Airbnb’s business model runs up against Singapore property laws, and yet the company has partnered with social organisations. SMU Lien Centre for Social Innovation’s Jonathan Chang explores what gives.
SINGAPORE: We all are too familiar with the story of Robin Hood – he who is said to have robbed from the rich to give to the poor.
We forget that while the character is depicted in Hollywood movies as the champion of regular folks, at the end of the day Robin Hood remains a vigilante.
He takes matters onto his own hands, and subjectively decides what is fair and what is not.
Historically, policymakers have been the primary stakeholders who set laws and regulations of a country. Organisations that want to operate within the structure must abide by its laws.
Yet Silicon Valley-led innovation is about breaking rules. Students at universities and business schools learn about and have come to see “disruptive” or “paradigm-shifting” businesses such as Uber, AirBnB and others as models to emulate.
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In the name of growth and innovation, some companies aggressively move into new markets and break local laws.
The race to get as big as possible is on, by raising a lot of money and artificially propping up consumer demand through subsidies (because companies are willing to lose money just to gain market share).
Companies have no qualms paying fines as long as they can operate and expand their market share. This strategy works in some places, it backfires in others. It is no wonder Bloomberg News recently asked companies like Airbnb to “grow up”.
Let’s take legal trouble Airbnb ran into in Singapore. Two Singaporean Airbnb hosts who pleaded guilty were fined S$60,000 each on Tuesday (Apr 3) for unauthorised short-term rentals posted on Airbnb. They were charged for renting out four units at a condominium for less than six months without permission from the Urban Redevelopment Authority.
Private homes in Singapore are subject to a minimum rental period of three consecutive months, while for public housing, home to about 80 per cent of Singapore’s residents, rentals must be at least six-months long. These rules govern short-term leases, protecting residential areas from becoming commercialised.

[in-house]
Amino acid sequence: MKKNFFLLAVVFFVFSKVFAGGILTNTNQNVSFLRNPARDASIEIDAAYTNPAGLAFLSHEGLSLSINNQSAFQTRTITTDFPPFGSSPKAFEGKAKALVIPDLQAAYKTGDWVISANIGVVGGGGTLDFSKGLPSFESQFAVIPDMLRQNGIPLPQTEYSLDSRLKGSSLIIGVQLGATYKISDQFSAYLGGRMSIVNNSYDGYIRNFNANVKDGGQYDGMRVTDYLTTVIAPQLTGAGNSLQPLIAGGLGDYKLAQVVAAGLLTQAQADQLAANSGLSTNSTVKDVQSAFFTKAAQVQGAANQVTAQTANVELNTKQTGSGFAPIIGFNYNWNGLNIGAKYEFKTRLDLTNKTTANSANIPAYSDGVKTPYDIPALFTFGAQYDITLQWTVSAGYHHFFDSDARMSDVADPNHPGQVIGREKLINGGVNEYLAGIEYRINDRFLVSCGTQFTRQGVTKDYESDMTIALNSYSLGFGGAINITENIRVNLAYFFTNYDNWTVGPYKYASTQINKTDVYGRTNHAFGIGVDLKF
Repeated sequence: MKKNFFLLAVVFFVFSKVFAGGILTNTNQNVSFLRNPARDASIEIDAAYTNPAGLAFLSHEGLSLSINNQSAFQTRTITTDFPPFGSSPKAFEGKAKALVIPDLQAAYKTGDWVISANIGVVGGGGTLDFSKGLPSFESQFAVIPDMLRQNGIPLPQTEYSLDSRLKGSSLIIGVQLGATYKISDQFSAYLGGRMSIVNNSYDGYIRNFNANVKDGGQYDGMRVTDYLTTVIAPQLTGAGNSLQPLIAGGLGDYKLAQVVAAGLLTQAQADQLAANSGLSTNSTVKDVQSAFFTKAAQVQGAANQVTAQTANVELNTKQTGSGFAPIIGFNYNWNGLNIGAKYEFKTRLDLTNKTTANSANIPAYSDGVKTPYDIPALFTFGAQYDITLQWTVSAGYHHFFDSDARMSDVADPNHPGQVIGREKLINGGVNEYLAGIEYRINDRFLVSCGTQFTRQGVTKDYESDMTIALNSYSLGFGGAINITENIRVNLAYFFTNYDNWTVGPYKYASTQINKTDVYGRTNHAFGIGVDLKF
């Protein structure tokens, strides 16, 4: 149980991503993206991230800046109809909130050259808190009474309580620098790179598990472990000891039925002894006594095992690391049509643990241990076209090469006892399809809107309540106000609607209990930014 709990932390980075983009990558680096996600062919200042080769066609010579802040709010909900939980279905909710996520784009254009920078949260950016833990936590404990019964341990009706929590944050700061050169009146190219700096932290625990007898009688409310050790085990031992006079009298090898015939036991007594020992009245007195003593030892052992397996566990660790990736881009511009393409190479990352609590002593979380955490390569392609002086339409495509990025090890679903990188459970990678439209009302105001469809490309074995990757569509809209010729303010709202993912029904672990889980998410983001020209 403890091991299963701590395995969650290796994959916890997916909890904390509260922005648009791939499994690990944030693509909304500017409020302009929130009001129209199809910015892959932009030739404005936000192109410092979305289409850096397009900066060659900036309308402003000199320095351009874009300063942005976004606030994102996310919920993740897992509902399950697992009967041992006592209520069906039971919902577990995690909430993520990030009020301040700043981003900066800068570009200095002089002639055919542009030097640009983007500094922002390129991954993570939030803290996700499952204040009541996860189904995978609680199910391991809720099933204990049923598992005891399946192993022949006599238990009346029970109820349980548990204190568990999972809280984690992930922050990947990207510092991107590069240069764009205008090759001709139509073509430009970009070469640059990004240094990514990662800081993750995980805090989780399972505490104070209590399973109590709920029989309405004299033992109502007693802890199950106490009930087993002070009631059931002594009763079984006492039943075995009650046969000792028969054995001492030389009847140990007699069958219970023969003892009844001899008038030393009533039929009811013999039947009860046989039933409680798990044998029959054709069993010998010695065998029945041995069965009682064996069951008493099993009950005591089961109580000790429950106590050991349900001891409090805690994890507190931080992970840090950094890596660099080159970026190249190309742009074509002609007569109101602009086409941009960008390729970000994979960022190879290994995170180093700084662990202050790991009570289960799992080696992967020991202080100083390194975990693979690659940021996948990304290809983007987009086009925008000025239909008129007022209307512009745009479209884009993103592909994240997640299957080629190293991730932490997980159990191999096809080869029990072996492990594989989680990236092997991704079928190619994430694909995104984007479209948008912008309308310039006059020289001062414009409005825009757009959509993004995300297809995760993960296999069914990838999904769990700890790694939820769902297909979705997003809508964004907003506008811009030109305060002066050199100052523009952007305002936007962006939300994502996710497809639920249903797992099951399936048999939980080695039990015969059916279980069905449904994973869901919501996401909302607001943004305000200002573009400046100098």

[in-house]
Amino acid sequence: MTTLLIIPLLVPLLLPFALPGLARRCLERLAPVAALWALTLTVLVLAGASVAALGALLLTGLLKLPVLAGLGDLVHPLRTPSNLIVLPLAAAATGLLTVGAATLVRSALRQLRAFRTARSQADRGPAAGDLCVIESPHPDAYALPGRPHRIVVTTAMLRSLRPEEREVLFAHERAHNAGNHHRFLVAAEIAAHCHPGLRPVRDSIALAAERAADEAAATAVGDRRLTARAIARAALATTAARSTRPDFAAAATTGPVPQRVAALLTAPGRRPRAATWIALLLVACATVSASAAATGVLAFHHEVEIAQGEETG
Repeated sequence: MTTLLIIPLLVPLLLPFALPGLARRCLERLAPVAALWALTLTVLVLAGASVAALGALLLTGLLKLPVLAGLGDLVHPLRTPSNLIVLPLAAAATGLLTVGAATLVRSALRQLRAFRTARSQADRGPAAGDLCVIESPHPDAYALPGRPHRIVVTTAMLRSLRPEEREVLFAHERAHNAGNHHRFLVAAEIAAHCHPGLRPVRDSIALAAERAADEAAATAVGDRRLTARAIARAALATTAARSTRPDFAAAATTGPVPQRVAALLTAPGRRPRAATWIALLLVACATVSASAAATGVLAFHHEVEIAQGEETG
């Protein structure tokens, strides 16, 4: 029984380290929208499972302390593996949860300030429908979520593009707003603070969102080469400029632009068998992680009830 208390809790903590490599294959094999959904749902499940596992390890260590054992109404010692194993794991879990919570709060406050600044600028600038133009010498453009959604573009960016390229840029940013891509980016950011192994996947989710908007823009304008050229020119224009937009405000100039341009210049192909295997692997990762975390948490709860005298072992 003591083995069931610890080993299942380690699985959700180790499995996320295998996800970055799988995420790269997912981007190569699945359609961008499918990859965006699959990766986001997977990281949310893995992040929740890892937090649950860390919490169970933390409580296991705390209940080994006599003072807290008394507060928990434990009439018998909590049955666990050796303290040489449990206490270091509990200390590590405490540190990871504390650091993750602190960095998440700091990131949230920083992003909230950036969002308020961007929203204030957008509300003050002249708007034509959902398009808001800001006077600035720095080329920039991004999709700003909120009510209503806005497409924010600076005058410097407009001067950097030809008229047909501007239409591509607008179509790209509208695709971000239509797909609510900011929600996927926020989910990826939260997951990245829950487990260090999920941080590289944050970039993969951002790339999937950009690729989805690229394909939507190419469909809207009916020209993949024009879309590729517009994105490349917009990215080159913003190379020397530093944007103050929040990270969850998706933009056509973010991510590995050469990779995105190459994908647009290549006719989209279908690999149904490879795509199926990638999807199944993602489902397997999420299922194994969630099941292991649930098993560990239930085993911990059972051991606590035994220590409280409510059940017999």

OBEY THE HOUSE RULES
There are valid arguments to support Airbnb. Home owners earn extra income from renting out their property.
Renters like to stay in Airbnb homes because some are located away from the main business and shopping districts, providing a home-away-from-home feel to their stay, and giving visitors a taste of local life.
Renters also like the option of having cheaper alternatives to expensive hotel rooms.
But here is a thought: When we rent a place on Airbnb, we must agree to the house rules. So shouldn’t Airbnb similarly agree to the house rules of a country in which they operate in?
I am highly supportive of innovative start-ups that positively impact the lives of people. I have been championing positive social impact as the foundation of all enterprises (not just socially-minded ones).
However, we can’t achieve this goal by curtailing the legal system in place. If companies are serious about changing lives, they should work with policymakers and craft products and services that are more equitable for consumers or work towards shifting laws that are outdated.
So Airbnb should work with our policymakers on policy shifts and legislative amendments that benefit the next generation of entrepreneurs and innovators.
JOIN FORCES WITH NON-PROFITS AFTER
Once companies get their business model localised, they can contribute further by helping the community address some of its social issues.
For instance, the partnership between Airbnb and TOUCH Community Services to offer qigong and chap chye cooking experiences with Singapore elderly is a good example of corporate social responsibility. We need more corporations to join forces with local non-profit organisations.
But just like the Robin Hood story, you can’t give with one hand and take from the other.
Enterprises serious about making a society better through its work must understand that longevity of their social impact initiative depends on the longevity of their business.
Perhaps the ruckus over Airbnb is a cautionary tale for start-up founders: Pursue your innovative ideas, but work with policy makers to ensure your business thrive within the confines of the country’s laws. Consumers should be able to use your products and services without having to worry whether they’ll run into legal trouble.
Being socially responsible ought to be the foundation of all enterprises.
Jonathan Chang is executive director of the Singapore Management University’s Lien Centre for Social Innovation. The centre will be holding its biennial hallmark conference Social iCon on May 18, 2018 titled Women and Innovations.